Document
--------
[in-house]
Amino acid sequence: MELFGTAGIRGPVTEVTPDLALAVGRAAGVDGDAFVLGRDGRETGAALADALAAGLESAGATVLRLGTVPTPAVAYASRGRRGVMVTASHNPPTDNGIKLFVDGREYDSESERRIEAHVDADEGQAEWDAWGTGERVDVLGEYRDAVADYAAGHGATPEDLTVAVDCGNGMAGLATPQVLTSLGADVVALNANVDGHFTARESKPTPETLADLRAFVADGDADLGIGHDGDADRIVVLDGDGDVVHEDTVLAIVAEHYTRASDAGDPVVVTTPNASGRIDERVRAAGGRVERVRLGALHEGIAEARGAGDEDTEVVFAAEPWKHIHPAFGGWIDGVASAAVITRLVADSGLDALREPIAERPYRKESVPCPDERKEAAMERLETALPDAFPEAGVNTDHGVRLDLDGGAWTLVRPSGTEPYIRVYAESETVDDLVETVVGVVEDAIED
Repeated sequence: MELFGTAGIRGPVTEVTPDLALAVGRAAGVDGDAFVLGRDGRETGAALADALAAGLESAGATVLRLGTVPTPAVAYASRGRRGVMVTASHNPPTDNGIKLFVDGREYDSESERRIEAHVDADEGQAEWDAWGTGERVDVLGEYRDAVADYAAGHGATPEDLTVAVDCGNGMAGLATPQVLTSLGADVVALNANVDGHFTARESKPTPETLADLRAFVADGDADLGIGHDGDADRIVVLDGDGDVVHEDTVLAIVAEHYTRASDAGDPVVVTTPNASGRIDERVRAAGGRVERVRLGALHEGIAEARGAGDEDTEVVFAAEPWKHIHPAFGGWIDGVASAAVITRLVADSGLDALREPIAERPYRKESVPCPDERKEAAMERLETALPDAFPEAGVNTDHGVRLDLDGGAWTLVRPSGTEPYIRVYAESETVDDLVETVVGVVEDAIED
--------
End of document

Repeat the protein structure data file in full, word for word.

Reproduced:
[in-house]
Amino acid sequence: MELFGTAGIRGPVTEVTPDLALAVGRAAGVDGDAFVLGRDGRETGAALADALAAGLESAGATVLRLGTVPTPAVAYASRGRRGVMVTASHNPPTDNGIKLFVDGREYDSESERRIEAHVDADEGQAEWDAWGTGERVDVLGEYRDAVADYAAGHGATPEDLTVAVDCGNGMAGLATPQVLTSLGADVVALNANVDGHFTARESKPTPETLADLRAFVADGDADLGIGHDGDADRIVVLDGDGDVVHEDTVLAIVAEHYTRASDAGDPVVVTTPNASGRIDERVRAAGGRVERVRLGALHEGIAEARGAGDEDTEVVFAAEPWKHIHPAFGGWIDGVASAAVITRLVADSGLDALREPIAERPYRKESVPCPDERKEAAMERLETALPDAFPEAGVNTDHGVRLDLDGGAWTLVRPSGTEPYIRVYAESETVDDLVETVVGVVEDAIED
Repeated sequence: MELFGTAGIRGPVTEVTPDLALAVGRAAGVDGDAFVLGRDGRETGAALADALAAGLESAGATVLRLGTVPTPAVAYASRGRRGVMVTASHNPPTDNGIKLFVDGREYDSESERRIEAHVDADEGQAEWDAWGTGERVDVLGEYRDAVADYAAGHGATPEDLTVAVDCGNGMAGLATPQVLTSLGADVVALNANVDGHFTARESKPTPETLADLRAFVADGDADLGIGHDGDADRIVVLDGDGDVVHEDTVLAIVAEHYTRASDAGDPVVVTTPNASGRIDERVRAAGGRVERVRLGALHEGIAEARGAGDEDTEVVFAAEPWKHIHPAFGGWIDGVASAAVITRLVADSGLDALREPIAERPYRKESVPCPDERKEAAMERLETALPDAFPEAGVNTDHGVRLDLDGGAWTLVRPSGTEPYIRVYAESETVDDLVETVVGVVEDAIED